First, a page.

In a world where teaching, as a profession is looked down upon, the National Council for Teacher Education (NCTE) is trying to restore the lost legacy of teaching.
India has historically been a land of great educators and mentors with their vision and idea of revolutionising Indian education. From Roy to Tagore, India has seen a lineage of visionaries, but, with the coming in of commercialisation and private education, have we lost the worth of our teachers?
To counter this growing disrespect towards education as a career, the NCTE is planning to weed out the poorly-performing institutions in providing Bachelor of Education as a degree. In a report by The Hindu, NCTE chairperson Satbir Bedi said, “The B.Ed has become a degree for marriage, not teaching. That must change…Our agenda is to close down the bad colleges.” The move by NCTE aims to include 700 model institutions (at least one per district), a new leadership training programme for principals and headteachers, and an experimental international teaching qualification
Poor institutions exist solely for the ‘namesake’ without any intention of imparting academic or vocational skills required to be a teacher. This not only points towards the sorry state of India’s higher educational institutions but also, the sorry and depreciating state of teaching. Dr Bedi stated to The Hindu, “This oversupply is the main reason for the derogation of the teaching profession. That’s why they get away with paying 2,000-3,000 per month for a teacher who is supposed to be a leader, a motivator, a counselor to a generation of children.” The growing lack of interest in pursuing a B.Ed arises from the negative factor of being underpaid.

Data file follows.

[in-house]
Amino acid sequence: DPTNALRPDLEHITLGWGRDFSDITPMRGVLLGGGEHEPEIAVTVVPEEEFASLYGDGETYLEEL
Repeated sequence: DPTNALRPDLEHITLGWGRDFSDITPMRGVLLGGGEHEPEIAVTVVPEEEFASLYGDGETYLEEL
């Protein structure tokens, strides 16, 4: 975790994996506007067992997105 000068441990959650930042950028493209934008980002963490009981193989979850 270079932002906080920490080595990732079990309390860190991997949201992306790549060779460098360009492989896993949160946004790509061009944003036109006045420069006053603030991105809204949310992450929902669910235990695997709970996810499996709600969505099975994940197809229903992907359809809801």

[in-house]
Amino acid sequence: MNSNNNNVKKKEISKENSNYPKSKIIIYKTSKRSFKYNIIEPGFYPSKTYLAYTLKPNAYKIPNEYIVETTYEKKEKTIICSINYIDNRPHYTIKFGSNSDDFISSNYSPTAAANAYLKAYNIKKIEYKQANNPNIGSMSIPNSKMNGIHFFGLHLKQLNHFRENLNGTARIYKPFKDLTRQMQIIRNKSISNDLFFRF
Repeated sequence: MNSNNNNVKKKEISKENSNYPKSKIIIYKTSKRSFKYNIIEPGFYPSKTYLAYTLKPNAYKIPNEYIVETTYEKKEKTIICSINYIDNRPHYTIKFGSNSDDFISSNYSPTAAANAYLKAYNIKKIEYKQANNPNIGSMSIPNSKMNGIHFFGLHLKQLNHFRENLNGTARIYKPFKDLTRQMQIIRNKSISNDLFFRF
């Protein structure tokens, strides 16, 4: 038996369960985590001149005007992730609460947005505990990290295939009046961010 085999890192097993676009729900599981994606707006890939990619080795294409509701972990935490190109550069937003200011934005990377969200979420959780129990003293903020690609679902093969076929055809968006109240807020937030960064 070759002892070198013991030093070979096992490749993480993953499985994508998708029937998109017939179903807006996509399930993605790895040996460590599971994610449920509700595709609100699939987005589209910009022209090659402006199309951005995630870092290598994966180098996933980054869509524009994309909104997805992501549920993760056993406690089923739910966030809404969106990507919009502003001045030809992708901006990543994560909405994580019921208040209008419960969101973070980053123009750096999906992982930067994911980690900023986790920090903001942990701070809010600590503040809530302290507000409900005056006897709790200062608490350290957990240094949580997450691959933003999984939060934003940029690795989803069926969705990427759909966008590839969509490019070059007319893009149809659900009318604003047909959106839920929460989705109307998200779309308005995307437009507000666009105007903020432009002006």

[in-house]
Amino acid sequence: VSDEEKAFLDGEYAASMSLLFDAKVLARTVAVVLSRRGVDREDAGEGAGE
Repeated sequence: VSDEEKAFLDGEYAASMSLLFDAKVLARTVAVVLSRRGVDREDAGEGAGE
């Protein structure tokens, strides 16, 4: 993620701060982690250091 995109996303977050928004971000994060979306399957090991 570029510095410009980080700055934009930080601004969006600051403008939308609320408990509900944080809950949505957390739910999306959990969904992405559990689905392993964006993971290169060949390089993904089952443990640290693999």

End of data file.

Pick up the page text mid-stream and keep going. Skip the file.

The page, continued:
Nandini Sukhija, who is the daughter of a teacher, exclaims, “I’m personally appalled by the way, in which the profession of teaching is viewed these days, both by educational institutions as well as the students and their parents. The work culture is turning worse each day, where even giving wages to employees is seen as a favour. This includes teachers, who are either given extremely low salaries or are asked to “justify” their worth. Educating the future of the nation is a mammoth-sized job, and to do that, respect and dignity in the teaching profession is a prerequisite.”
Teachers for the sake of ‘degree’ are being produced in masses, each year, from institutions that hardly pay any attention to imparting the right values. The education sector deserves teachers who are paid according to their capabilities and efforts. Cutting down on ‘bad’ colleges would not only give way to prominent higher education but also reduce the number of disinterested students who have no desire to take up teaching as a profession.
The causal attitude surrounding the teaching industry points towards the glaring disrespect and disregard which has garnered over the years to one of the noblest professions out there. Prithika Dasgupta, whose mother is an educationist, says, “Teachers are losing their value in schools and colleges, they are being taken for granted. They are the ones who help in growing and shaping other careers. They lay the foundation stone of a child’s future and it is time that they get the long-due respect that they deserve.”
In reference to an article by The Hindu
Feature Image Credits: Livemint